"You're going to get sea sick," Paul our photographer said to me when I arrived on the Greenpeace flagship Rainbow Warrior in Mauritius. "I've been on all the Greenpeace ships and never got sea sick, but on this one, even I was out of action for two whole days."
That's exactly what you want to hear, when boarding a ship that is heading into the high seas for 10 days without any chance of leaving it. Especially when you come from a landlocked country famous for its mountains and no seafaring history to call upon.
It seemed like almost everyone on the Rainbow Warrior had experienced a bout of sea sickness at one point of their journey. Some only had a little nausea, and recovered quickly after drinking loads of freshly made ginger tea or simply after keeping their gaze locked on that stable horizon. Others had spent days lying in their beds, not able to keep any kind of food down longer than five minutes.
But I came prepared: homeopathic pills, ginger candy, two boxes of anti-motion sickness, chewing gum, pressure point bracelets ... and I kept repeating my mantra: "I will not get sick. I. Will. Not. Get. SICK."
And it worked - at least for the first couple of hours.
But then the crew released the soul of the ship. All the sails went up, catching the wind and the Rainbow Warrior, my new home for the next few weeks, took off. Immediately the ship started to bounce and sway.
"This is what I call the 'Heavy Metal'-direction," said Penny the ship's bosun who is in charge of the deckhands and general ship maintenance and cleaning. She'd spent 12 years on Greenpeace ships and her sea legs were permanently switched on.
And my sea legs? Well, I think I forgot to pack them. And I never was a great fan of Heavy Metal anyway ... so no wonder that I didn't become a fan of this direction. But so far, I still felt quite okay.
In contrast, almost every one of the new arrivals had quickly lost their fight against the sea and the wind.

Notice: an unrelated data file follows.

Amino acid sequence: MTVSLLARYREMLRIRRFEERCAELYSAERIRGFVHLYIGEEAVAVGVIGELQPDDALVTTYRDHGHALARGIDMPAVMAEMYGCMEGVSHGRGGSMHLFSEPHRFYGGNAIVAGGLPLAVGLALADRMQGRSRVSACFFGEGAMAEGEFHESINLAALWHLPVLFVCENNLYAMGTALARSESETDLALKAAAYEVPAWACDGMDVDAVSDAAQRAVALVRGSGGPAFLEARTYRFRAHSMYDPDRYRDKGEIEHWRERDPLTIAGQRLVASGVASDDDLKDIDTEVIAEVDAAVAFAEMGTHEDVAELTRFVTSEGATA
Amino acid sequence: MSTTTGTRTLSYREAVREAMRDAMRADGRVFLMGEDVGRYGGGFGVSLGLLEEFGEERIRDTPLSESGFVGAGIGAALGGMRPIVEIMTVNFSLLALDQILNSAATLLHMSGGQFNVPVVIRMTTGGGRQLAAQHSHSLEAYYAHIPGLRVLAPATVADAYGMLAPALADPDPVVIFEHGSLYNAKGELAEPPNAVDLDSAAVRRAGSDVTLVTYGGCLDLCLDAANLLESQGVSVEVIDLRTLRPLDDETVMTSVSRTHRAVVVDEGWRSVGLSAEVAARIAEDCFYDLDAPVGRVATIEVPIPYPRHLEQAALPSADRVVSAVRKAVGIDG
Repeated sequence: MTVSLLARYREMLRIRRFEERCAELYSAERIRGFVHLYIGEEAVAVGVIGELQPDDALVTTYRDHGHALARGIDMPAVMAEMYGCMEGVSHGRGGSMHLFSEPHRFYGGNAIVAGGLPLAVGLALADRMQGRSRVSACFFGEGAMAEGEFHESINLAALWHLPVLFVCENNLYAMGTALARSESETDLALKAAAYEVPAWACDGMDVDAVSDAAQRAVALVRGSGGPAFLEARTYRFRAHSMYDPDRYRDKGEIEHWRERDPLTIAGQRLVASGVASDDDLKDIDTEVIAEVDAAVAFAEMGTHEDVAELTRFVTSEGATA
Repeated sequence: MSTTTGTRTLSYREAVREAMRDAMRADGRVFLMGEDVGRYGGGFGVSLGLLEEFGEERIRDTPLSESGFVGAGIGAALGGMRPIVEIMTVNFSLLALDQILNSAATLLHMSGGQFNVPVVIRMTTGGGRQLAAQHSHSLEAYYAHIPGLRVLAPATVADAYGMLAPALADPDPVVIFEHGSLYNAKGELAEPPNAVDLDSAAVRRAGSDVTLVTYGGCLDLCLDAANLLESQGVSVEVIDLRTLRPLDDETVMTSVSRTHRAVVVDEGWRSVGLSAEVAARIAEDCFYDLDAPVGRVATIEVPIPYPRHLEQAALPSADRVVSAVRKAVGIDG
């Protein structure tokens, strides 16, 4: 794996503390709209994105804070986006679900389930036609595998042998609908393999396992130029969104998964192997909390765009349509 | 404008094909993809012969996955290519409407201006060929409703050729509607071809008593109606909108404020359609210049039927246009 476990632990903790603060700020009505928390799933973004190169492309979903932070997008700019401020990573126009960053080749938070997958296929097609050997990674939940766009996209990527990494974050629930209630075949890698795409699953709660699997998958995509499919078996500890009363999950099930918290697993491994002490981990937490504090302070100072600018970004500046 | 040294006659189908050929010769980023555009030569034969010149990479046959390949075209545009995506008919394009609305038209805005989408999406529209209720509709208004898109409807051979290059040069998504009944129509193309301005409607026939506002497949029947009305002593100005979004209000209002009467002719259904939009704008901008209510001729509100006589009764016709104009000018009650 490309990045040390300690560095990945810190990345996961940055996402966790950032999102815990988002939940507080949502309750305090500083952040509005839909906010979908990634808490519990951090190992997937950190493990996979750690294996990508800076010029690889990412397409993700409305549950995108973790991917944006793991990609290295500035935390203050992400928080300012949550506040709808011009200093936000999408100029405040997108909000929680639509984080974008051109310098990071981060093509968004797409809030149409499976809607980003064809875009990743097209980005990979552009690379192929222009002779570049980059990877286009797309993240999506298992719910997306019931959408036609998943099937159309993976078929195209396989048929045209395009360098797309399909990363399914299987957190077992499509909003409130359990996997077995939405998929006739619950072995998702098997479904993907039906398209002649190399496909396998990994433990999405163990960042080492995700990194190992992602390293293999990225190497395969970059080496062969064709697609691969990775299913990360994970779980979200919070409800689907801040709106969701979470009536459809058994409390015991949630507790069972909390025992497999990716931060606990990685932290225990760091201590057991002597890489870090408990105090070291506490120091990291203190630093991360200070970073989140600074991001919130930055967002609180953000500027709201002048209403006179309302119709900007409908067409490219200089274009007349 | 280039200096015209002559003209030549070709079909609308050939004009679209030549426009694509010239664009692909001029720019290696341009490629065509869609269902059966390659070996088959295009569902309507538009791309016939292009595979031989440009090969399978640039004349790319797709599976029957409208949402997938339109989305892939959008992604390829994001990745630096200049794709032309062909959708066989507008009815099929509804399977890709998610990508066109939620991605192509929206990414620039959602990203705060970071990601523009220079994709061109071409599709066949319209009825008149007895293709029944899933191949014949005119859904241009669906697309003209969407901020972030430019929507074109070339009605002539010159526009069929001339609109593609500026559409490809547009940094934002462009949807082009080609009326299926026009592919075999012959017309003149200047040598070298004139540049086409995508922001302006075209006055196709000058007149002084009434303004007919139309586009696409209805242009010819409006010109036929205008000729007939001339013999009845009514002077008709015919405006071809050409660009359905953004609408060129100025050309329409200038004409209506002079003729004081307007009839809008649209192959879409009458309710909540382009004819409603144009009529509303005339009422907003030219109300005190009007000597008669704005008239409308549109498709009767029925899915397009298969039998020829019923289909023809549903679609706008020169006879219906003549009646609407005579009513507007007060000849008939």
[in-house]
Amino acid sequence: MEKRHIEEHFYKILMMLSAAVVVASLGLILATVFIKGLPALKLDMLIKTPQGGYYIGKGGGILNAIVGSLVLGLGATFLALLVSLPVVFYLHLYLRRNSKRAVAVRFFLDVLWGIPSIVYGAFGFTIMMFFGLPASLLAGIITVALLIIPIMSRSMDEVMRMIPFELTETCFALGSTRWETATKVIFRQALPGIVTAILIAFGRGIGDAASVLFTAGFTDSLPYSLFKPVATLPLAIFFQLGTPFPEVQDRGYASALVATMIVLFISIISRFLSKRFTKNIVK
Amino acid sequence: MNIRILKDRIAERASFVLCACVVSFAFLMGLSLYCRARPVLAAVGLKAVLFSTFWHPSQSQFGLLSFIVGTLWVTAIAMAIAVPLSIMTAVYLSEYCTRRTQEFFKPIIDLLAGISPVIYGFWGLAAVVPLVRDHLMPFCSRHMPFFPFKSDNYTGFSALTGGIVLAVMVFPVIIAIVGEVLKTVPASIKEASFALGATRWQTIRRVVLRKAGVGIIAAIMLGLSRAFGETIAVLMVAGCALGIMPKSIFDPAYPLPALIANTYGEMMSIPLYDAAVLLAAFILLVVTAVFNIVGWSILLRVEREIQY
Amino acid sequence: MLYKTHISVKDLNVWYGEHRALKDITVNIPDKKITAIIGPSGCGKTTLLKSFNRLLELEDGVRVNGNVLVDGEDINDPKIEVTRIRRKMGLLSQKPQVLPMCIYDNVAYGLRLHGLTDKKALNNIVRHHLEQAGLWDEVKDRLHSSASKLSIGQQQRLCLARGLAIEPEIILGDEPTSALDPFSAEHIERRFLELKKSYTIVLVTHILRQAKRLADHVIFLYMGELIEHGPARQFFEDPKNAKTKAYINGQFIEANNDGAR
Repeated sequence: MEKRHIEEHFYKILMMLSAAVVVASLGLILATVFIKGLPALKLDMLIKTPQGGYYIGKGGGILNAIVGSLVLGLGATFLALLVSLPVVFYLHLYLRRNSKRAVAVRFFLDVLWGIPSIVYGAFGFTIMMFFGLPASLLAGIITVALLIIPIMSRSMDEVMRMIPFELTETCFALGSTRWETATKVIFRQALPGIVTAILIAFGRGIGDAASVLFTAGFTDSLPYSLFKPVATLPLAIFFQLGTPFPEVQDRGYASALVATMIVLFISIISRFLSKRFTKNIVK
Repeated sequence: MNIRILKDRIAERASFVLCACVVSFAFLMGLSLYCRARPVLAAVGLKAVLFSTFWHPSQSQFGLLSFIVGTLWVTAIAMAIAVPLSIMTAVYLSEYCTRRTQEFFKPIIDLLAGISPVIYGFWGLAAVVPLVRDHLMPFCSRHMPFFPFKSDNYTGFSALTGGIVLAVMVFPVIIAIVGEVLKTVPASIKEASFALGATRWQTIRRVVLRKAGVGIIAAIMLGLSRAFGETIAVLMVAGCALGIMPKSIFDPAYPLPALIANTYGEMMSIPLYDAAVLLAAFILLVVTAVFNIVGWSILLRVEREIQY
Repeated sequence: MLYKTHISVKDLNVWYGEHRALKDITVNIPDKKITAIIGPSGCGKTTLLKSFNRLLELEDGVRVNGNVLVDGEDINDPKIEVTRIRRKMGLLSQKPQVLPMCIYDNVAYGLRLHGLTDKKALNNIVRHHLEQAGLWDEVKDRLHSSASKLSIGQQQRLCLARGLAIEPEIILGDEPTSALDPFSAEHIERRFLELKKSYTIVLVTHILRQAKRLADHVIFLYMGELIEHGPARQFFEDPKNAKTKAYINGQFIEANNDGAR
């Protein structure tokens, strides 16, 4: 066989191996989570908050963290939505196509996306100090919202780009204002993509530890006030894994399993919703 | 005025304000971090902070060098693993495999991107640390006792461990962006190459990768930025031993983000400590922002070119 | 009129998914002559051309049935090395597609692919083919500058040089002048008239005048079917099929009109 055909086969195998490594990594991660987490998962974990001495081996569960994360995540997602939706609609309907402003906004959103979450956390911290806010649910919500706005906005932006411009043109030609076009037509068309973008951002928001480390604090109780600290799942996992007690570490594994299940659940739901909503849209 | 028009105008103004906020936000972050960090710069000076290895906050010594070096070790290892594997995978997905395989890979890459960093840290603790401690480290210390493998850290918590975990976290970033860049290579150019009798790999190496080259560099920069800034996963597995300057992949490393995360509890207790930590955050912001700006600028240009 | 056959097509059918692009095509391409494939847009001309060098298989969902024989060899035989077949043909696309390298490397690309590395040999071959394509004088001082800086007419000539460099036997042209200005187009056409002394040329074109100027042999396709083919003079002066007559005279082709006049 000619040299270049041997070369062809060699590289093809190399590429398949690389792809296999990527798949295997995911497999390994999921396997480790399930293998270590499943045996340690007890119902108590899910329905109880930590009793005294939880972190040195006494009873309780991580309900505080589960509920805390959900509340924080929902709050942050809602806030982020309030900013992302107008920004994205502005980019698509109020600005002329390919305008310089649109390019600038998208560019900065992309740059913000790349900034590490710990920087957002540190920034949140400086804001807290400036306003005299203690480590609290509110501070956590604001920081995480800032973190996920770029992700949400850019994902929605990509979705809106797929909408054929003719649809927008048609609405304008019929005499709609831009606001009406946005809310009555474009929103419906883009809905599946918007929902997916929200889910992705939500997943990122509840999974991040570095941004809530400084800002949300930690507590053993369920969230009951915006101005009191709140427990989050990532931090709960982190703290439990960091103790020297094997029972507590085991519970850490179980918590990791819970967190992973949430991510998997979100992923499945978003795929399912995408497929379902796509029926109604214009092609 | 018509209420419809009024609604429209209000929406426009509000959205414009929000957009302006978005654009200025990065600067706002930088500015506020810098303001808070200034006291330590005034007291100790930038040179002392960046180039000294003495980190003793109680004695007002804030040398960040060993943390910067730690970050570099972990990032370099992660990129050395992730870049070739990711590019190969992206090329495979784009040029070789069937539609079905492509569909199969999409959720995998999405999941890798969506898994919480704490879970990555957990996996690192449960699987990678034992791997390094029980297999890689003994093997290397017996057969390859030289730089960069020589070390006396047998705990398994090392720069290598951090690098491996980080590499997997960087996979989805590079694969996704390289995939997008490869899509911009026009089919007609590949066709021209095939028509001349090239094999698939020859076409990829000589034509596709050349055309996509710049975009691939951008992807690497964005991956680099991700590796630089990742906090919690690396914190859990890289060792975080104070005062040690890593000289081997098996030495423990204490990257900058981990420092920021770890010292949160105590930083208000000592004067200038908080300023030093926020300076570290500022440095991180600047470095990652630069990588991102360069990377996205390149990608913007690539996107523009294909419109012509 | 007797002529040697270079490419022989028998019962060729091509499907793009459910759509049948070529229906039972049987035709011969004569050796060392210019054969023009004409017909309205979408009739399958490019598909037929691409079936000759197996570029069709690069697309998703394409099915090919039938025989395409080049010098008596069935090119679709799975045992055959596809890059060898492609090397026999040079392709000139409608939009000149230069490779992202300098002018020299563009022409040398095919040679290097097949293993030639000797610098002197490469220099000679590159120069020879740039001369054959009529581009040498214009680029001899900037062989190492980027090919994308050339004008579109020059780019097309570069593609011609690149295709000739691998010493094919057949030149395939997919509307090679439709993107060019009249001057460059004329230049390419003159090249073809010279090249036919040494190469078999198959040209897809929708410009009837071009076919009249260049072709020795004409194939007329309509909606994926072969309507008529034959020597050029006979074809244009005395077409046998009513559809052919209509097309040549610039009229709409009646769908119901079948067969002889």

These 'land lovers' were frequently seen heading downstairs to take refuge in their cabin or outside to 'feed the fish'. Only Aaron, our on board media officer, and I where still hanging in there and we were even brave enough to go take some lunch.
I still felt very confident when I put loads of yummy smelling food into my bowl. But this soon changed when I ate the spicy rice. "You should avoid the spicy stuff," I heard someone telling me.
But it was too late. I already felt the nausea rising and that sinking, swimming, swirling feeling that I'd been dreading hit me. Sea sickness.
I found myself running as fast as I could (which is not very fast on a moving ship) to find the next toilet and quickly said goodbye to my lunch.
Rafa, the doctor on board, came straight after me, seeing if I was okay. But I wasn't. He gave me some stronger medicine and sent me straight back to bed.
And for the rest of the day I was lying in my bed, wishing that I could be somewhere else and Paul's words came floating back into my mind: "You're going to get sea sick."
Andrea is a New Media Campaigner and Oceans Campaigner for Greenpeace Switzerland. She is currently sailing onboard the Rainbow Warrior during the last leg of the Indian Ocean Tour.